Overview

Forestry graduate students learn from a dynamic and diverse group of researchers who educate and communicate how forests and the products that are created from them contribute to the well-being of all living things. The health and sustainability of forests and the people who depend on them underlies everything we do. We are among the best institutions globally in forest-related education and research and are also unique in the breadth of expertise we possess, which allows us to integrate new knowledge across many disciplines.

PhD in Forestry students can be found all over the world; they are important ambassadors for UBC Forestry and demonstrate just how diverse and international in scope the research is that is undertaken in our Faculty. We have approximately 130 doctoral students in any given year, which is about 40% of our total Forestry graduate student population. In addition to being part of the Faculty of Forestry, PhD students are also considered members of one of our three Faculty departments, based on their supervisor's affiliation.

What makes the program unique?

The Faculty of Forestry offers excellent courses and cutting edge research across a spectrum of disciplines related to forestry, and opportunities for interdisciplinary learning. Graduate students work with leading scientists in state-of-the-art facilities within the Forest Sciences Centre and at any of two research forests. 

We are one of the largest graduate units on campus, with over 300 students enrolled in our 7 degree programs. We attract students from around the world, with over 40 countries represented in our community. Given the global nature of modern forestry, the experience our students gain by working with colleagues from around the world is a subtle but effective means of creating the global citizens that UBC aspires to produce.

 

Program Structure

The major requirement for the PhD in Forestry is completion of a research dissertation which meets the requirements of the Faculty of Graduate & Post-doctoral Studies. Advancement to Candidacy must be achieved within 24 months of the start of studies, the requirements of which include a comprehensive examination. Course work is not required for the Forestry PhD, although many doctoral students do complete courses (either for credit or audit) as recommended by their supervisory committee.

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Program Enquiries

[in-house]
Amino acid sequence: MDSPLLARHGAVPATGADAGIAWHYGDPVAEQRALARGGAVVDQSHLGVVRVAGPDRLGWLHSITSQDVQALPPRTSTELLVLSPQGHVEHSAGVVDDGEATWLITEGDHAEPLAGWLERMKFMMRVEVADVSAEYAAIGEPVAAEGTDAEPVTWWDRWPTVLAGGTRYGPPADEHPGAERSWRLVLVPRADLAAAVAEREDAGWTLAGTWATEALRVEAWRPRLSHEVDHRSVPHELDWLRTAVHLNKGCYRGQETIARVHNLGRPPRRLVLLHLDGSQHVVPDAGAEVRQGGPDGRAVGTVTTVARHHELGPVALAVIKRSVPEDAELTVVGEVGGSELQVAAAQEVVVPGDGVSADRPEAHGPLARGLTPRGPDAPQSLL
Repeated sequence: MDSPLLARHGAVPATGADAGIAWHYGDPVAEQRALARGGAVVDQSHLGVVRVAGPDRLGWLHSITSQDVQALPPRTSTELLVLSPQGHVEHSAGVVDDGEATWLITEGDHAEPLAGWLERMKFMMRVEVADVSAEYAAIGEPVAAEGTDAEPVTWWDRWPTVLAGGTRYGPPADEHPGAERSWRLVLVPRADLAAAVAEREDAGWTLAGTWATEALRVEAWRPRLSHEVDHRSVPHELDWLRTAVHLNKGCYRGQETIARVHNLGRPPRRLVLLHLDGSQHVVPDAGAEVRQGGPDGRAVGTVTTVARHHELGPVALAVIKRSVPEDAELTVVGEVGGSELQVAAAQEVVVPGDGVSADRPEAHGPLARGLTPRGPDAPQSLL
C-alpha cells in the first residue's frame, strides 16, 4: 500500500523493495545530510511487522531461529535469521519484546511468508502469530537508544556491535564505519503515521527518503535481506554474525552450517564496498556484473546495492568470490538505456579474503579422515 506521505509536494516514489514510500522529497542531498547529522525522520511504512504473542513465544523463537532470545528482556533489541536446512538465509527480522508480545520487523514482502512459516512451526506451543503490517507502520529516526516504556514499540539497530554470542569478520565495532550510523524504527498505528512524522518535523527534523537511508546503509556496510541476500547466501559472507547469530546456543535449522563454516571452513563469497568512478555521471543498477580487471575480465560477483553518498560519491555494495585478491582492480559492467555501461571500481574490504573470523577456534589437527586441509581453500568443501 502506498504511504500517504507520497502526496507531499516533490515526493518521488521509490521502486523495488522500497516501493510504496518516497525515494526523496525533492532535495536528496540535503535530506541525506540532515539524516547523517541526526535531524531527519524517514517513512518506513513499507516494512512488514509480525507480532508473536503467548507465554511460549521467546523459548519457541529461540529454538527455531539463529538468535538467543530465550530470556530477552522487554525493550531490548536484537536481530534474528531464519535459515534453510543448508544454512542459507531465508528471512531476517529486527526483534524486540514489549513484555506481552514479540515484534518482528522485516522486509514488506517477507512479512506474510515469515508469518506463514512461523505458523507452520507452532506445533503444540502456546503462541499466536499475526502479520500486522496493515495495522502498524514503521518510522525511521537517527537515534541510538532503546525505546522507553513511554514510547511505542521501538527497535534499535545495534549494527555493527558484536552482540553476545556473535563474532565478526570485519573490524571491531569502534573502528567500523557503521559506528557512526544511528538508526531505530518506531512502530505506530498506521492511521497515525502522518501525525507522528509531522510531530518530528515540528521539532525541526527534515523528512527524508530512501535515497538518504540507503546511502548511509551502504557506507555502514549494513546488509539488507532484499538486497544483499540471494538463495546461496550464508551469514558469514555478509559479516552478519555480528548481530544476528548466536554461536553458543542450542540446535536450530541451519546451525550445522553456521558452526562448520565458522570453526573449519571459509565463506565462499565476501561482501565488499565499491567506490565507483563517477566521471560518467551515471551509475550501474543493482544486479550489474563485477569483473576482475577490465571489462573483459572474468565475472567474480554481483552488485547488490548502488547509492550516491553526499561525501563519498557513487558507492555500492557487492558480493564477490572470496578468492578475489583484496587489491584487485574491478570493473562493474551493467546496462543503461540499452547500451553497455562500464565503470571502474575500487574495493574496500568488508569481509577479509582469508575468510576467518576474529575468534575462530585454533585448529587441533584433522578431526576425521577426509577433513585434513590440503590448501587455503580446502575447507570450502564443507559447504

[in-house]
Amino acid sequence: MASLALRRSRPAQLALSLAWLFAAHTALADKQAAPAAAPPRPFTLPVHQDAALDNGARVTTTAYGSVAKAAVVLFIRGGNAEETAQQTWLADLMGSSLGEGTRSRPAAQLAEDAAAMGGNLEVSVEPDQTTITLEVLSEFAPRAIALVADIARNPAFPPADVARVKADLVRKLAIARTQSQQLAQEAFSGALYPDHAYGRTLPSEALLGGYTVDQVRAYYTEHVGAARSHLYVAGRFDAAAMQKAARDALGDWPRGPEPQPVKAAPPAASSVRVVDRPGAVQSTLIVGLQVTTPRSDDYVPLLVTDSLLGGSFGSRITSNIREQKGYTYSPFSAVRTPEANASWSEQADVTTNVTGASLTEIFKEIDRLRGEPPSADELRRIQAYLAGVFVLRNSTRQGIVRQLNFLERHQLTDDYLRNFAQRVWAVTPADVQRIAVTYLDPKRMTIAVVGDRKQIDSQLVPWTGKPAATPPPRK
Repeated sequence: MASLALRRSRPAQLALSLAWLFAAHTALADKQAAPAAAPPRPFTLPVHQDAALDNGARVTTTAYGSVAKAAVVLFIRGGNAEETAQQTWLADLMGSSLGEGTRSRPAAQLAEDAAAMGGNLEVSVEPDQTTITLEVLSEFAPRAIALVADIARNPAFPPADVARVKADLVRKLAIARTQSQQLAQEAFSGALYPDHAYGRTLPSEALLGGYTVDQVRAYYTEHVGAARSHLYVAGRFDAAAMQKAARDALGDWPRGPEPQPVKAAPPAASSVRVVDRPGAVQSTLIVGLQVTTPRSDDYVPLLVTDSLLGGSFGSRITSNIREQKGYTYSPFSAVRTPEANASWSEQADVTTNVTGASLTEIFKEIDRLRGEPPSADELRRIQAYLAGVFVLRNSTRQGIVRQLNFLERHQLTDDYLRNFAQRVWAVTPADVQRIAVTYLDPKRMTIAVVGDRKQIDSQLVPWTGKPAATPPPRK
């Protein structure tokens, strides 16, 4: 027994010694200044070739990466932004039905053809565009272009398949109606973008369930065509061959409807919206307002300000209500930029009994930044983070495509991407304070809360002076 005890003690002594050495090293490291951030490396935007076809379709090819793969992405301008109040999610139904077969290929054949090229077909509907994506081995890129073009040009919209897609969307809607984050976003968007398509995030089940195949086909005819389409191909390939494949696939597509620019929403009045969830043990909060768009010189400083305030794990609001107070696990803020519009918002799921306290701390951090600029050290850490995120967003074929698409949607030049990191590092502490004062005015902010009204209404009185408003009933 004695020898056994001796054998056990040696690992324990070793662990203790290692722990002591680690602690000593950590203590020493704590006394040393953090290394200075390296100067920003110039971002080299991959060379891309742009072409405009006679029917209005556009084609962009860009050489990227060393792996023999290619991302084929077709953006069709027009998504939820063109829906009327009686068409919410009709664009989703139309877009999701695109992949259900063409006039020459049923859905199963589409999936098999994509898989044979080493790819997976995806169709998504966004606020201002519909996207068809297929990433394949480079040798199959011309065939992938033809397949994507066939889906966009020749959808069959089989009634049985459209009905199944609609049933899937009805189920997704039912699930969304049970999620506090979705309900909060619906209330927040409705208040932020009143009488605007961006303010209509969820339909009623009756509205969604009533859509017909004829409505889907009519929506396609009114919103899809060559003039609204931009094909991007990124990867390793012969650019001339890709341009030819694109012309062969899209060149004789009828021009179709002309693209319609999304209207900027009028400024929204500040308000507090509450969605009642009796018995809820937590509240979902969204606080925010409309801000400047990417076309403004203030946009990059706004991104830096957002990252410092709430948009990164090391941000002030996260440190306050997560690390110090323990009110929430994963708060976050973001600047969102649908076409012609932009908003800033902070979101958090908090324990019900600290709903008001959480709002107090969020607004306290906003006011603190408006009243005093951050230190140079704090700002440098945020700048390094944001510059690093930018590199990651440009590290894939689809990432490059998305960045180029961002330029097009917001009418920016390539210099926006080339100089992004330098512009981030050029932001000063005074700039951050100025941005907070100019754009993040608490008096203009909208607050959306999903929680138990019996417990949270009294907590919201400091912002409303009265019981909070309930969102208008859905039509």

Still have questions after reviewing this page thoroughly?
Contact the program

Admission Information & Requirements

1) Check Eligibility

Minimum Academic Requirements

The Faculty of Graduate and Postdoctoral Studies establishes the minimum admission requirements common to all applicants, usually a minimum overall average in the B+ range (76% at UBC). The graduate program that you are applying to may have additional requirements. Please review the specific requirements for applicants with credentials from institutions in:

Each program may set higher academic minimum requirements. Please review the program website carefully to understand the program requirements. Meeting the minimum requirements does not guarantee admission as it is a competitive process.

English Language Test

Applicants from a university outside Canada in which English is not the primary language of instruction must provide results of an English language proficiency examination as part of their application. Tests must have been taken within the last 24 months at the time of submission of your application.

Minimum requirements for the two most common English language proficiency tests to apply to this program are listed below:

TOEFL: Test of English as a Foreign Language - internet-based

Overall score requirement: 100

Reading

23

Writing

24

Speaking

22

Listening

23

IELTS: International English Language Testing System

Overall score requirement: 7.0

Reading

6.5

Writing

6.5

Speaking

6.5

Listening

6.5

Other Test Scores

Some programs require additional test scores such as the Graduate Record Examination (GRE) or the Graduate Management Test (GMAT). The requirements for this program are:

The GRE is not required.

Prior degree, course and other requirements

Prior Degree Requirements

Students admitted to the Ph.D. degree program normally possess a master's degree in Forestry or a related area, with clear evidence of research ability or potential. Transfer from the master's to the Ph.D. program is permitted under Faculty of Graduate and Postdoctoral Studies regulations. Exceptional students may be admitted directly to the Ph.D. program from the bachelor's level.

2) Meet Deadlines

January 2023 Intake

Application Open Date
01 February 2022
Canadian Applicants
Application Deadline: 15 July 2022
Transcript Deadline: 15 July 2022
Referee Deadline: 15 July 2022
International Applicants
Application Deadline: 15 July 2022
Transcript Deadline: 15 July 2022
Referee Deadline: 15 July 2022

May 2023 Intake

Application Open Date
01 June 2022
Canadian Applicants
Application Deadline: 15 November 2022
Transcript Deadline: 15 November 2022
Referee Deadline: 15 November 2022
International Applicants
Application Deadline: 15 November 2022
Transcript Deadline: 15 November 2022
Referee Deadline: 15 November 2022

September 2023 Intake

Application Open Date
01 October 2022
Canadian Applicants
Application Deadline: 15 March 2023
Transcript Deadline: 15 March 2023
Referee Deadline: 15 March 2023
International Applicants